Families with kids have the worst habits when it comes to eating fruits and vegetables, according to new research from the Produce for Better Health Foundation (PBH), Wilmington, Del. While most Americans realize that eating fruits and vegetables is important to a healthy diet, fruit and vegetable consumption is declining; obesity levels are on the rise, and for many consumers, fruits and vegetables are being replaced by high-calorie foods.

Just 13% of American families eat the recommended minimum of five daily servings, versus 22% of singles, 27% of empty nesters, and 39% of the elderly. Key findings include:

  • Single-parent and dual-income families with kids eat 10% fewer fruits and vegetables than families with a stay-at-home parent;
  • Women (82%) are more likely than men (69%) to fall short of the five-serving minimum;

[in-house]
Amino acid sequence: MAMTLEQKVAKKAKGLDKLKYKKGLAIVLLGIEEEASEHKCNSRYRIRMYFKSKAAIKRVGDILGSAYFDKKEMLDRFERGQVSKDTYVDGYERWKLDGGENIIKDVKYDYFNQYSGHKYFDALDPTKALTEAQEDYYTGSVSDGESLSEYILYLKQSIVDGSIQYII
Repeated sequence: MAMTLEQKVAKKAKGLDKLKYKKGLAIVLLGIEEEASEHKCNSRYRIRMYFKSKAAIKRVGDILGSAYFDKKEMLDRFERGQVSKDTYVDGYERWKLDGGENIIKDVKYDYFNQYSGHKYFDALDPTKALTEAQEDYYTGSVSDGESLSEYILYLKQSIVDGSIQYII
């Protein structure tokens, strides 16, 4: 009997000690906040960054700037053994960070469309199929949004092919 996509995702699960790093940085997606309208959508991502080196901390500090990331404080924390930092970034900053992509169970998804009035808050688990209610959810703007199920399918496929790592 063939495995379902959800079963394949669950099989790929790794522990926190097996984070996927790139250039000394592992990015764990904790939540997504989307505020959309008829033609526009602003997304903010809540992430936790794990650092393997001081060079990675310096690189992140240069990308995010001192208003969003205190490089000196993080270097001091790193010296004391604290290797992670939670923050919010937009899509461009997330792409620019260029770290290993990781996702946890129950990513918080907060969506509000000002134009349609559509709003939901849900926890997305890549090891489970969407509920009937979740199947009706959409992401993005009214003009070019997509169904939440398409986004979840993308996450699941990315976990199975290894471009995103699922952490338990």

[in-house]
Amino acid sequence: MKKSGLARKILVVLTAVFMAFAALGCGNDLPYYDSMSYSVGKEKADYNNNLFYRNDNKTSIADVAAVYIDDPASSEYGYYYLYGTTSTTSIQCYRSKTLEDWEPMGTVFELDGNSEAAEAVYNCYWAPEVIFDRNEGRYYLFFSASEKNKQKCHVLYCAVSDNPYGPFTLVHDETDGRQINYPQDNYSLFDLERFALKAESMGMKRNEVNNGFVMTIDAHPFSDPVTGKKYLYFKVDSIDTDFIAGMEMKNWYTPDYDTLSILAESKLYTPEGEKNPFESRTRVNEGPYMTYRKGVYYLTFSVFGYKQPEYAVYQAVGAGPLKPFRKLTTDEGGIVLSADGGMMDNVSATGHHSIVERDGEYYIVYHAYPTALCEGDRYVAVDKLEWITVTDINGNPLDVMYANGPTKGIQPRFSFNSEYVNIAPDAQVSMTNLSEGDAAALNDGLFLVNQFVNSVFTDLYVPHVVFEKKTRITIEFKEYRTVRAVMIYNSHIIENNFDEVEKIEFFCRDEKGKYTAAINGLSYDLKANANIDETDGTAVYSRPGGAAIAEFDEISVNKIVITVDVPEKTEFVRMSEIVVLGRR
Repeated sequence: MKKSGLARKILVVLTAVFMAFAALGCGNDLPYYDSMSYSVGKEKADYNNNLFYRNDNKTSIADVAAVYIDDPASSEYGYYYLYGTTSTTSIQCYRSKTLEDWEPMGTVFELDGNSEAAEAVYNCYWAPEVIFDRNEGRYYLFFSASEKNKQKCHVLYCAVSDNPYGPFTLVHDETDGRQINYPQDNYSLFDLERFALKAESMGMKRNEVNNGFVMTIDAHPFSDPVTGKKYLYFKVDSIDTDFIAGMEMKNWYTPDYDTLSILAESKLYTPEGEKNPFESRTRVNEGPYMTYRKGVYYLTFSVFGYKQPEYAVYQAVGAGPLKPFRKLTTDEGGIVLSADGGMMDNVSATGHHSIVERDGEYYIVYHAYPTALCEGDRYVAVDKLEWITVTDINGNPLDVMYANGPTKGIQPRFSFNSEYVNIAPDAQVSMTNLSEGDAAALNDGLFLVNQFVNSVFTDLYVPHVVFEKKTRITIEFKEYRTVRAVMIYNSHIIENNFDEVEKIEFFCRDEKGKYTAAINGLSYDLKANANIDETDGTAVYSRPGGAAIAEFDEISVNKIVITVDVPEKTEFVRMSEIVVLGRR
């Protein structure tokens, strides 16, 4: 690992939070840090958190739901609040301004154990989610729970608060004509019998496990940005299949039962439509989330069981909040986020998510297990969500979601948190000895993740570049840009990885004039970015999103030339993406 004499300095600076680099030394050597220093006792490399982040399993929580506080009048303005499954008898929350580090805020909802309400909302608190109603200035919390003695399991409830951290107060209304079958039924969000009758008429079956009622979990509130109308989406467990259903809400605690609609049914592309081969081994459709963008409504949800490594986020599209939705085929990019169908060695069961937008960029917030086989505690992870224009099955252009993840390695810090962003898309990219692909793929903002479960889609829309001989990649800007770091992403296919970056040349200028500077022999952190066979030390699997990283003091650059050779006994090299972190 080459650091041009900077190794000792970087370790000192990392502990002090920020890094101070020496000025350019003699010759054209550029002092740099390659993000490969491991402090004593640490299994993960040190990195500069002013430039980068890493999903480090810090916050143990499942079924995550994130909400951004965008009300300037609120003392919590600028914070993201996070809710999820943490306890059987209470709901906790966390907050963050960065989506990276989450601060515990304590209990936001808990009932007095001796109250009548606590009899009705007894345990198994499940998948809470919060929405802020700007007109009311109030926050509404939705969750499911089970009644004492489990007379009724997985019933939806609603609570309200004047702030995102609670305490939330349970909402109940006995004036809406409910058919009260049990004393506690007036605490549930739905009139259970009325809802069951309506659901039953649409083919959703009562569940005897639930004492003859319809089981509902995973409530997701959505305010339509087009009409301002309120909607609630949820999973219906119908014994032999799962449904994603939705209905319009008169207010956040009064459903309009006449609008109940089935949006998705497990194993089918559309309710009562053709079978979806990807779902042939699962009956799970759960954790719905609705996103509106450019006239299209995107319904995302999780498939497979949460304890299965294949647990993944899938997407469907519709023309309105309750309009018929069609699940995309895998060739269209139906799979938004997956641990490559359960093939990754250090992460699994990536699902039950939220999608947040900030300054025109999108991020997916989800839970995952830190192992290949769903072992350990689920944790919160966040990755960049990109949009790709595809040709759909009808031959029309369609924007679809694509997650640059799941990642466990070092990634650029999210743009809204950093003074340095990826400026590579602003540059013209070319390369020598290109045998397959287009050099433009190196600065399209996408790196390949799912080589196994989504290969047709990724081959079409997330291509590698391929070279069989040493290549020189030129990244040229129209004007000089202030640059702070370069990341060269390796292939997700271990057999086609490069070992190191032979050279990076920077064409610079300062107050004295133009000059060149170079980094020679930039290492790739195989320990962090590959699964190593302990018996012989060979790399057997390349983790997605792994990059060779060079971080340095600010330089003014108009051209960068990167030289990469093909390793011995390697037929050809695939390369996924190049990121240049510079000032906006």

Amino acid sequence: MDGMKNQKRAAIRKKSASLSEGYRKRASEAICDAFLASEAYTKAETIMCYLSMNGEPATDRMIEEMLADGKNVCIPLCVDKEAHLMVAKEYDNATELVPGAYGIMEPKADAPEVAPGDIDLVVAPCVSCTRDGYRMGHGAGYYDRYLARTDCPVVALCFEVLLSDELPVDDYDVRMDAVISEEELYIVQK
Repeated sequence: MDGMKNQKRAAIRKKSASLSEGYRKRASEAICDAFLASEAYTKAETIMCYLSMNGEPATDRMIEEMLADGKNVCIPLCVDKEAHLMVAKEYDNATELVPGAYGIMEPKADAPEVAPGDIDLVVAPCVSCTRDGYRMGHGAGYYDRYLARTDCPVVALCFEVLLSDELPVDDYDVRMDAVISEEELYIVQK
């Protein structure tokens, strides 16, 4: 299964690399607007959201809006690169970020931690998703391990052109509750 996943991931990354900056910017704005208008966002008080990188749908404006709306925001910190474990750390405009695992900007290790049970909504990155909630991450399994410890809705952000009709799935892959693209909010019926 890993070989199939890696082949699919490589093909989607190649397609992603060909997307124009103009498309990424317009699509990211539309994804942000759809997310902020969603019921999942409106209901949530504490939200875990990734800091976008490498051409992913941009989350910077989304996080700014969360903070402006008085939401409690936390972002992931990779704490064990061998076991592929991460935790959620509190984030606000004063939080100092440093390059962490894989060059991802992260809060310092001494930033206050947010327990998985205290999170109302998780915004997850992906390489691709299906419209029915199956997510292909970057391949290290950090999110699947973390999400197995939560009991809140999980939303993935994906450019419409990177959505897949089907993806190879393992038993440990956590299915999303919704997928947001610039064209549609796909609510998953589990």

• Nine in 10 teen girls (89%) and 96% of kids ages 2-12 also fall short of the five-a-day minimum;
  • Fruit and vegetable consumption has declined nearly 14% over the past 10 years, from 874 annual servings per capita in 1992 to 754 in 2002;
  • Obesity levels are lowest among those who have high intakes of fruits and vegetables;
  • Overall, just one in five (20%) Americans meets the five-a-day minimum;
  • People who meet the five-a-day minimum eat three times more fruits and vegetables of every color variety.

In response to these findings, PBH is launching a national 5 A Day The Color Way campaign designed to motivate Americans to eat more fruits and vegetables every day. The campaign classifies fruit and vegetables into five color groups and encourages consumers to choose a variety every day from each color group: blue/purple, green, white, yellow/orange and red.